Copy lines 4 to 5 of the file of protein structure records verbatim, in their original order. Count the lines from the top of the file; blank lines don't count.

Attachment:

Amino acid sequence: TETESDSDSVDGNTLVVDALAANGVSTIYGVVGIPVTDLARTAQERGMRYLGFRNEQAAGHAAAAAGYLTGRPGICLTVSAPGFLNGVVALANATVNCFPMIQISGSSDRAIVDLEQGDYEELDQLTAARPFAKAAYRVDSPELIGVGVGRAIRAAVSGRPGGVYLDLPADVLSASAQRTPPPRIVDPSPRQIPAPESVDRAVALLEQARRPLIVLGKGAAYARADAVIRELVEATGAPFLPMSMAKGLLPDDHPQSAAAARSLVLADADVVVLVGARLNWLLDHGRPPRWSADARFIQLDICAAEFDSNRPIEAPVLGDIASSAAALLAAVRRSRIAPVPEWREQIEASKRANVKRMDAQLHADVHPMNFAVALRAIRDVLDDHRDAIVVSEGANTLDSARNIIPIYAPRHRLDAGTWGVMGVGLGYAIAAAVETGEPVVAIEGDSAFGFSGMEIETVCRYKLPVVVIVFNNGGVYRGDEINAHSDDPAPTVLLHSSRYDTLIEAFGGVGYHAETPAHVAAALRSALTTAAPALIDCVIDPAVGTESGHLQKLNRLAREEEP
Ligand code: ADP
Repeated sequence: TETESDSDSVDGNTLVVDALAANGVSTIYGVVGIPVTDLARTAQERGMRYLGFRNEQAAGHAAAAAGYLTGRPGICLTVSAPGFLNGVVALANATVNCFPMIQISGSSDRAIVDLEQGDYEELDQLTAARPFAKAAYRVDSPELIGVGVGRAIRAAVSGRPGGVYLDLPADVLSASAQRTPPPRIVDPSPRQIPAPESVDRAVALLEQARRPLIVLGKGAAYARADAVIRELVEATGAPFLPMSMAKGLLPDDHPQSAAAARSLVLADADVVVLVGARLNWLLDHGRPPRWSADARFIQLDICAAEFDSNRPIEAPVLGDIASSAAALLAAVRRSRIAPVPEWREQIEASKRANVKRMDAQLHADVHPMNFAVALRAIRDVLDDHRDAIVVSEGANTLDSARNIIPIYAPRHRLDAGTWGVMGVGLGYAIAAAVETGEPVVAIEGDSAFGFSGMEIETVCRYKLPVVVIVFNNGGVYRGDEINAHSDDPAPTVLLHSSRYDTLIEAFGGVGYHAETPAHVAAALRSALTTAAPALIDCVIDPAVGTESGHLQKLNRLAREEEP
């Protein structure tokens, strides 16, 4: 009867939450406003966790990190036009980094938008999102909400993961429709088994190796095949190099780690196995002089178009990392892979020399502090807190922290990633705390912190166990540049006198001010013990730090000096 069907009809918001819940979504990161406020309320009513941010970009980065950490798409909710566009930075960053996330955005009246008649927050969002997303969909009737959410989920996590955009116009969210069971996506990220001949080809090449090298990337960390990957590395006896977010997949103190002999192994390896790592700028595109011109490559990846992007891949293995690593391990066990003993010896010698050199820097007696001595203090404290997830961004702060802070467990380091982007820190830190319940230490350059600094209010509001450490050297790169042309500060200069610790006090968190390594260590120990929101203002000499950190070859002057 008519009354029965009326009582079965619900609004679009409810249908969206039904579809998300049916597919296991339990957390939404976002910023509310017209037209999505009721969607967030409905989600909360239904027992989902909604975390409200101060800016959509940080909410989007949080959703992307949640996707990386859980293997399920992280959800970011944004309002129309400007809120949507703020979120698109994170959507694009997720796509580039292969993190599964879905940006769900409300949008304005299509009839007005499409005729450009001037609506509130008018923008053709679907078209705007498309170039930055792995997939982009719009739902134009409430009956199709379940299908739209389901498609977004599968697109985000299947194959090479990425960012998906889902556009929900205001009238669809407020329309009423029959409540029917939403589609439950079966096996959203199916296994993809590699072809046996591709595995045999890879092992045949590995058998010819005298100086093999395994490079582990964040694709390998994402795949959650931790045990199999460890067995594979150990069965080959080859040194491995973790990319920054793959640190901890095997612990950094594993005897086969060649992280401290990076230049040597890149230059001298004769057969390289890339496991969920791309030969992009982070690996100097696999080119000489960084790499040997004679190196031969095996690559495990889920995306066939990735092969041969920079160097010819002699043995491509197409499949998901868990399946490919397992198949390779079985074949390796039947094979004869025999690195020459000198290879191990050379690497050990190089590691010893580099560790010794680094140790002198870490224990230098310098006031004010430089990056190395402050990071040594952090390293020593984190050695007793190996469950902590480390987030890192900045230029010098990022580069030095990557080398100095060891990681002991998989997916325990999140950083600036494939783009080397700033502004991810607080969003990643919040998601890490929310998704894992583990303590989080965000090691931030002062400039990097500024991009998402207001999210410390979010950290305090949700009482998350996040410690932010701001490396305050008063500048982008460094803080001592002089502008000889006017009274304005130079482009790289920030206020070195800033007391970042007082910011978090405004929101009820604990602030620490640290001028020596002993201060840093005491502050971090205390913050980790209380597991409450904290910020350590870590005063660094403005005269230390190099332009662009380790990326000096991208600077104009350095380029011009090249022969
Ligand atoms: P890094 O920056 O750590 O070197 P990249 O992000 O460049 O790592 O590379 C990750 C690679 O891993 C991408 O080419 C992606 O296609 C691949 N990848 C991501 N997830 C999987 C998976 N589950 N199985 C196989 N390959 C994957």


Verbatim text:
């Protein structure tokens, strides 16, 4: 009867939450406003966790990190036009980094938008999102909400993961429709088994190796095949190099780690196995002089178009990392892979020399502090807190922290990633705390912190166990540049006198001010013990730090000096 069907009809918001819940979504990161406020309320009513941010970009980065950490798409909710566009930075960053996330955005009246008649927050969002997303969909009737959410989920996590955009116009969210069971996506990220001949080809090449090298990337960390990957590395006896977010997949103190002999192994390896790592700028595109011109490559990846992007891949293995690593391990066990003993010896010698050199820097007696001595203090404290997830961004702060802070467990380091982007820190830190319940230490350059600094209010509001450490050297790169042309500060200069610790006090968190390594260590120990929101203002000499950190070859002057 008519009354029965009326009582079965619900609004679009409810249908969206039904579809998300049916597919296991339990957390939404976002910023509310017209037209999505009721969607967030409905989600909360239904027992989902909604975390409200101060800016959509940080909410989007949080959703992307949640996707990386859980293997399920992280959800970011944004309002129309400007809120949507703020979120698109994170959507694009997720796509580039292969993190599964879905940006769900409300949008304005299509009839007005499409005729450009001037609506509130008018923008053709679907078209705007498309170039930055792995997939982009719009739902134009409430009956199709379940299908739209389901498609977004599968697109985000299947194959090479990425960012998906889902556009929900205001009238669809407020329309009423029959409540029917939403589609439950079966096996959203199916296994993809590699072809046996591709595995045999890879092992045949590995058998010819005298100086093999395994490079582990964040694709390998994402795949959650931790045990199999460890067995594979150990069965080959080859040194491995973790990319920054793959640190901890095997612990950094594993005897086969060649992280401290990076230049040597890149230059001298004769057969390289890339496991969920791309030969992009982070690996100097696999080119000489960084790499040997004679190196031969095996690559495990889920995306066939990735092969041969920079160097010819002699043995491509197409499949998901868990399946490919397992198949390779079985074949390796039947094979004869025999690195020459000198290879191990050379690497050990190089590691010893580099560790010794680094140790002198870490224990230098310098006031004010430089990056190395402050990071040594952090390293020593984190050695007793190996469950902590480390987030890192900045230029010098990022580069030095990557080398100095060891990681002991998989997916325990999140950083600036494939783009080397700033502004991810607080969003990643919040998601890490929310998704894992583990303590989080965000090691931030002062400039990097500024991009998402207001999210410390979010950290305090949700009482998350996040410690932010701001490396305050008063500048982008460094803080001592002089502008000889006017009274304005130079482009790289920030206020070195800033007391970042007082910011978090405004929101009820604990602030620490640290001028020596002993201060840093005491502050971090205390913050980790209380597991409450904290910020350590870590005063660094403005005269230390190099332009662009380790990326000096991208600077104009350095380029011009090249022969
Ligand atoms: P890094 O920056 O750590 O070197 P990249 O992000 O460049 O790592 O590379 C990750 C690679 O891993 C991408 O080419 C992606 O296609 C691949 N990848 C991501 N997830 C999987 C998976 N589950 N199985 C196989 N390959 C994957």